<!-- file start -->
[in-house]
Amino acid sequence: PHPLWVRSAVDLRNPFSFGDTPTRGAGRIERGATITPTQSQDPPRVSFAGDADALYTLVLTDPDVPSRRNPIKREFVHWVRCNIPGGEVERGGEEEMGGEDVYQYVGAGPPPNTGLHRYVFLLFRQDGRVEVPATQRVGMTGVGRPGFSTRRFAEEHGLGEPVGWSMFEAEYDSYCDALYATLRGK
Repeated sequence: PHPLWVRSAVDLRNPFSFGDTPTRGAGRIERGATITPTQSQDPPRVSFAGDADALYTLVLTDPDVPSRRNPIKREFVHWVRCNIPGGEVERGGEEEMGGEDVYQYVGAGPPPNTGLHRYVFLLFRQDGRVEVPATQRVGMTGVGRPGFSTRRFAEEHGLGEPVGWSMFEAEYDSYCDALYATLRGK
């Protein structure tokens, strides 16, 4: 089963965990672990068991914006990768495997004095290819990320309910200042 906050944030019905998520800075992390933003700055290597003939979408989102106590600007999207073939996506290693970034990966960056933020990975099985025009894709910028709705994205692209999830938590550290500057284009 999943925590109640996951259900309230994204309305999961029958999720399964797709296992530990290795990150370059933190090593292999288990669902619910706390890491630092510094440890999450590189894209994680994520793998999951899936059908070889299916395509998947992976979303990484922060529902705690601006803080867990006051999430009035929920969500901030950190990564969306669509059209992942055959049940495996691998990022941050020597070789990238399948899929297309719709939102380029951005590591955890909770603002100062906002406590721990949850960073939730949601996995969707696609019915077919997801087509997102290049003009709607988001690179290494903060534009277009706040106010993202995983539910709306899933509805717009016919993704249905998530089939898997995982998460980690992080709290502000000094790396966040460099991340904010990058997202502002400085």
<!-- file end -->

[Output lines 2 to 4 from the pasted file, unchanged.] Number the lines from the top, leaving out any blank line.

Amino acid sequence: PHPLWVRSAVDLRNPFSFGDTPTRGAGRIERGATITPTQSQDPPRVSFAGDADALYTLVLTDPDVPSRRNPIKREFVHWVRCNIPGGEVERGGEEEMGGEDVYQYVGAGPPPNTGLHRYVFLLFRQDGRVEVPATQRVGMTGVGRPGFSTRRFAEEHGLGEPVGWSMFEAEYDSYCDALYATLRGK
Repeated sequence: PHPLWVRSAVDLRNPFSFGDTPTRGAGRIERGATITPTQSQDPPRVSFAGDADALYTLVLTDPDVPSRRNPIKREFVHWVRCNIPGGEVERGGEEEMGGEDVYQYVGAGPPPNTGLHRYVFLLFRQDGRVEVPATQRVGMTGVGRPGFSTRRFAEEHGLGEPVGWSMFEAEYDSYCDALYATLRGK
């Protein structure tokens, strides 16, 4: 089963965990672990068991914006990768495997004095290819990320309910200042 906050944030019905998520800075992390933003700055290597003939979408989102106590600007999207073939996506290693970034990966960056933020990975099985025009894709910028709705994205692209999830938590550290500057284009 999943925590109640996951259900309230994204309305999961029958999720399964797709296992530990290795990150370059933190090593292999288990669902619910706390890491630092510094440890999450590189894209994680994520793998999951899936059908070889299916395509998947992976979303990484922060529902705690601006803080867990006051999430009035929920969500901030950190990564969306669509059209992942055959049940495996691998990022941050020597070789990238399948899929297309719709939102380029951005590591955890909770603002100062906002406590721990949850960073939730949601996995969707696609019915077919997801087509997102290049003009709607988001690179290494903060534009277009706040106010993202995983539910709306899933509805717009016919993704249905998530089939898997995982998460980690992080709290502000000094790396966040460099991340904010990058997202502002400085």